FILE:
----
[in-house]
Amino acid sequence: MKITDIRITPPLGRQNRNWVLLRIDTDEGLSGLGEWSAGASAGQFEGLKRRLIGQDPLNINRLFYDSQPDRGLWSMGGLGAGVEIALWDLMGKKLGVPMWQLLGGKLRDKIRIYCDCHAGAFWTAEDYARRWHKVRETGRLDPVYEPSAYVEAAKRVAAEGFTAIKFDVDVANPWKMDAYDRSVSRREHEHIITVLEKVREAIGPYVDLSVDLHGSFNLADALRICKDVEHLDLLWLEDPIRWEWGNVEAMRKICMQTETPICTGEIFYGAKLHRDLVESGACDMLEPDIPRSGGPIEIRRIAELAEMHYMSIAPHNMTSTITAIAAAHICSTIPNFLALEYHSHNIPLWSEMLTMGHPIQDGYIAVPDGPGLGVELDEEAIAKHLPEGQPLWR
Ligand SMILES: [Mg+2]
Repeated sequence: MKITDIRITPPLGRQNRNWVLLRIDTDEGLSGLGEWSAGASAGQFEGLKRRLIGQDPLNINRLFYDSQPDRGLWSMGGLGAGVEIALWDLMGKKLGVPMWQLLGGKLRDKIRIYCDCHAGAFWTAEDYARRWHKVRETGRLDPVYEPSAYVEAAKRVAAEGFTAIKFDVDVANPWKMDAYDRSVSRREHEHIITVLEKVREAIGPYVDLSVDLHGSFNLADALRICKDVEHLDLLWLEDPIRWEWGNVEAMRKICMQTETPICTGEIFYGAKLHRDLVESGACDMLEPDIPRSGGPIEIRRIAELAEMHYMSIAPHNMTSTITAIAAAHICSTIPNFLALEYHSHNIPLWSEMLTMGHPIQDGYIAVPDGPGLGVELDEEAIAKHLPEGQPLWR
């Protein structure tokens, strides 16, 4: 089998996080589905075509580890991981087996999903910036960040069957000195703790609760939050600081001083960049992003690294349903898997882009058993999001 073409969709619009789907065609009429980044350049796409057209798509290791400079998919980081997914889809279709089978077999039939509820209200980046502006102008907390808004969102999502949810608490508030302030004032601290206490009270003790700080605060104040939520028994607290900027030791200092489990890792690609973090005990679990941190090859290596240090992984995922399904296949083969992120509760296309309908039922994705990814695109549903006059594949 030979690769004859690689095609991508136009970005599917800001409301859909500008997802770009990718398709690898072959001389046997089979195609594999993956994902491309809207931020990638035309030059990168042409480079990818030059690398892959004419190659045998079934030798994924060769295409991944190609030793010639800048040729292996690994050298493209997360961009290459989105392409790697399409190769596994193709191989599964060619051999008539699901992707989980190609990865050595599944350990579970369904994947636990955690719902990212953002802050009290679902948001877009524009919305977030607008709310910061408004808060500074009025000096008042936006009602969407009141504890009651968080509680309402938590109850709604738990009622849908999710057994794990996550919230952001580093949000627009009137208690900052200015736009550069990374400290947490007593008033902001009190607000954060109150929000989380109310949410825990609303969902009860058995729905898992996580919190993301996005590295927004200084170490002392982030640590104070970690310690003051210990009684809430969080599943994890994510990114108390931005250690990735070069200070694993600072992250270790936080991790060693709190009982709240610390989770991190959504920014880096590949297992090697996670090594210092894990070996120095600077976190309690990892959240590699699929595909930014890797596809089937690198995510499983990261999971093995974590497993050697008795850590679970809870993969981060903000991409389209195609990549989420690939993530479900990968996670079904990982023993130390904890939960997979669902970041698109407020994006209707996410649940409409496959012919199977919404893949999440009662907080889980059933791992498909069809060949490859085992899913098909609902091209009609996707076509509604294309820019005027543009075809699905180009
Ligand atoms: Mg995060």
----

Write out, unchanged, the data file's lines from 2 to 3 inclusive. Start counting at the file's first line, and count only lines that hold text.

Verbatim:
Amino acid sequence: MKITDIRITPPLGRQNRNWVLLRIDTDEGLSGLGEWSAGASAGQFEGLKRRLIGQDPLNINRLFYDSQPDRGLWSMGGLGAGVEIALWDLMGKKLGVPMWQLLGGKLRDKIRIYCDCHAGAFWTAEDYARRWHKVRETGRLDPVYEPSAYVEAAKRVAAEGFTAIKFDVDVANPWKMDAYDRSVSRREHEHIITVLEKVREAIGPYVDLSVDLHGSFNLADALRICKDVEHLDLLWLEDPIRWEWGNVEAMRKICMQTETPICTGEIFYGAKLHRDLVESGACDMLEPDIPRSGGPIEIRRIAELAEMHYMSIAPHNMTSTITAIAAAHICSTIPNFLALEYHSHNIPLWSEMLTMGHPIQDGYIAVPDGPGLGVELDEEAIAKHLPEGQPLWR
Ligand SMILES: [Mg+2]